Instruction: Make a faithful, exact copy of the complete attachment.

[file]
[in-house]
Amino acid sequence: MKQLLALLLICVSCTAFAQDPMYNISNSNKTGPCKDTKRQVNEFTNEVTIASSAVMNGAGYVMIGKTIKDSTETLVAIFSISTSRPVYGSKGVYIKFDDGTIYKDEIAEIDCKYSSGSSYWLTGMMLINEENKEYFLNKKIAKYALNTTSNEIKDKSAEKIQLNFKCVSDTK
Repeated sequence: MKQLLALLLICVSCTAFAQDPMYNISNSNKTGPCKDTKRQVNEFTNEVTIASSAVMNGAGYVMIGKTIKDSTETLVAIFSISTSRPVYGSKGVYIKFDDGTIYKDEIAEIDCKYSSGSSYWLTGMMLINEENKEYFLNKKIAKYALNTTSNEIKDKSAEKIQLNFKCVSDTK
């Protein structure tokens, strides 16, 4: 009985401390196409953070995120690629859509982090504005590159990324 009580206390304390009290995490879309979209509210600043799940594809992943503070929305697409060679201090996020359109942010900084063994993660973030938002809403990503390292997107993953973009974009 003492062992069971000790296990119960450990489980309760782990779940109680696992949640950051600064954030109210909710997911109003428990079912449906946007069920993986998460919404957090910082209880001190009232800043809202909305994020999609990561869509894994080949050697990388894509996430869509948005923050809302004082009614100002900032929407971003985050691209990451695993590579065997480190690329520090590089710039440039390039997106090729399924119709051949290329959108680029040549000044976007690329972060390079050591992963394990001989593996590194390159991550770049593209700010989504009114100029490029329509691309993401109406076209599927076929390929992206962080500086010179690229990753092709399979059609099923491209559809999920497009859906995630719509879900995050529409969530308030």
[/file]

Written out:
[in-house]
Amino acid sequence: MKQLLALLLICVSCTAFAQDPMYNISNSNKTGPCKDTKRQVNEFTNEVTIASSAVMNGAGYVMIGKTIKDSTETLVAIFSISTSRPVYGSKGVYIKFDDGTIYKDEIAEIDCKYSSGSSYWLTGMMLINEENKEYFLNKKIAKYALNTTSNEIKDKSAEKIQLNFKCVSDTK
Repeated sequence: MKQLLALLLICVSCTAFAQDPMYNISNSNKTGPCKDTKRQVNEFTNEVTIASSAVMNGAGYVMIGKTIKDSTETLVAIFSISTSRPVYGSKGVYIKFDDGTIYKDEIAEIDCKYSSGSSYWLTGMMLINEENKEYFLNKKIAKYALNTTSNEIKDKSAEKIQLNFKCVSDTK
């Protein structure tokens, strides 16, 4: 009985401390196409953070995120690629859509982090504005590159990324 009580206390304390009290995490879309979209509210600043799940594809992943503070929305697409060679201090996020359109942010900084063994993660973030938002809403990503390292997107993953973009974009 003492062992069971000790296990119960450990489980309760782990779940109680696992949640950051600064954030109210909710997911109003428990079912449906946007069920993986998460919404957090910082209880001190009232800043809202909305994020999609990561869509894994080949050697990388894509996430869509948005923050809302004082009614100002900032929407971003985050691209990451695993590579065997480190690329520090590089710039440039390039997106090729399924119709051949290329959108680029040549000044976007690329972060390079050591992963394990001989593996590194390159991550770049593209700010989504009114100029490029329509691309993401109406076209599927076929390929992206962080500086010179690229990753092709399979059609099923491209559809999920497009859906995630719509879900995050529409969530308030």